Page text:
Rezoning (and the petitions and protests that follow)

On October 12, the FISD school board announced the proposed plans for rezoning, affecting many communities. 

The overall increase in enrollment from the previous year contributed to higher student populations at particular schools, including Reedy High School and Lone Star High School. We also welcomed the largest kindergarten class, with more than 4,000 students enrolled. The higher student populations have led to concerns among the FISD school board, as capacity at all FISD high school compasses is 2,100, but Reedy and Lone Star currently have more than 2,200 students on campus. Furthermore, the FISD school board also had to make Newman Elementary closed to new students in its attendance zone this year because of fear of having Newman reach its maximum capacity. 

Next fall, FISD plans to open Panther Creek High School and Minett Elementary to help relieve the high population densities of these schools. The opening of new schools and the desperation to balance out school populations have led to new rezoning plans that have caused a wave of fear in many families. 

The primary complaints against the rezoning regard the high schools, in particular. The rezoning has led to petitions and upcoming protests. To access the petition for communities southwest of Lebanon and Teel, you can use this link: Furthermore, to access the petition for Stonewater Crossing, you can use this link:

Mann Bellani, the creator of Stonewater Crossing’s petition, declined to speak about the protest at first. However, on October 18, he reached out to say, “I just want to say that we are a very tiny community with only 70 or so students, and it does not make sense that they are rezoning us and breaking off all of our social connections, as well.” I was also able to get much information on the Reedy Rezone Protest.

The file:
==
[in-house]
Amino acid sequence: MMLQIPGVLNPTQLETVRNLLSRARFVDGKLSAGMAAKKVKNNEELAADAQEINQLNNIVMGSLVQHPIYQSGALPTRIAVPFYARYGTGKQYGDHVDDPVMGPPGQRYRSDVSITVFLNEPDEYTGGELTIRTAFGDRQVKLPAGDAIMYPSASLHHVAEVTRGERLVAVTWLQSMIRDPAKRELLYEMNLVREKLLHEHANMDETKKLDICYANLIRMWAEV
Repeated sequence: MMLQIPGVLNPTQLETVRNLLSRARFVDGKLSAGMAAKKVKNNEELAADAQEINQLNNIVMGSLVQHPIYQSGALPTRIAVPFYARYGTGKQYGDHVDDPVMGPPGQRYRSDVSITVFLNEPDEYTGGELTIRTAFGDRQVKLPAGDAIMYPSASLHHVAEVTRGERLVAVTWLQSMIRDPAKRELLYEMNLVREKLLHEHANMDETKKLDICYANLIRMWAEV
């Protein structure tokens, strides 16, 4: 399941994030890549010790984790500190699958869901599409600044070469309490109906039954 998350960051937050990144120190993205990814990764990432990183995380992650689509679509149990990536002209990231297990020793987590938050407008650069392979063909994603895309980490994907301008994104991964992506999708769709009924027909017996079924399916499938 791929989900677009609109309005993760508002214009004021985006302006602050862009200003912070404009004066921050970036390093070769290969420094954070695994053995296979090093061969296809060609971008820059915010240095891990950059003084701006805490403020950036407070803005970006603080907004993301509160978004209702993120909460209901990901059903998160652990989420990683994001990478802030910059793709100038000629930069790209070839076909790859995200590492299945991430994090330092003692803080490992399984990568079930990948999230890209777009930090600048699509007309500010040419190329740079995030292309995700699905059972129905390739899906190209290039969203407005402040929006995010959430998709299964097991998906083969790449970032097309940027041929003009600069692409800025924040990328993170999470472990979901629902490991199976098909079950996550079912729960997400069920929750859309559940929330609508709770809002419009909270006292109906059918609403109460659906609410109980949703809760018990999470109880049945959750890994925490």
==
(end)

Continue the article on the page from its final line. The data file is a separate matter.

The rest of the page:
Reedy Rezone Protest (Communities SW of Lebanon and Teel)

On Saturday, October 23, families plan to meet at Hosp Elementary at 9 am and march to Reedy High School, holding signs and banners and dressed in blue and green (Reedy’s colors). Biking to Reedy is also welcome if you prefer to bike than walk. Families also plan to attend the FISD board meeting at 5 pm on October 25 at 5515 Ohio Drive to provide their input on the rezoning and use social media as an asset. 

Why are they doing all of this? Well, one of the main reasons is distance. Because of the rezoning, students living southwest of Lebanon and Teel have to pass much closer high schools, like Reedy, which they were supposed to go to, to get to Frisco High School. 

FISD parents living in communities southwest of Lebanon and Teel have stated the following. 

The school board is completely violating its promise of a small school system where more students can participate in extracurricular activities. Travel times from far southwest Frisco causes students to pass two high schools, Reedy and Wakeland, to get to Frisco HS. The Frisco ISD promise has been smaller schools closer to home to build communities and neighborhoods and provide access to extracurricular activities. It is at least a 20 minute drive-time to Frisco HS, involving some of the worst traffic at the tollway and then a carpool line at least 15-20 minutes in length.

This proposal makes no sense from a geographical distance, as it is 5.5 miles vs. 2.5 miles away for us.

In our neighborhood, many kids bike to school. But with the new boundaries, it will be much too far to do that because they have to cross the tollway.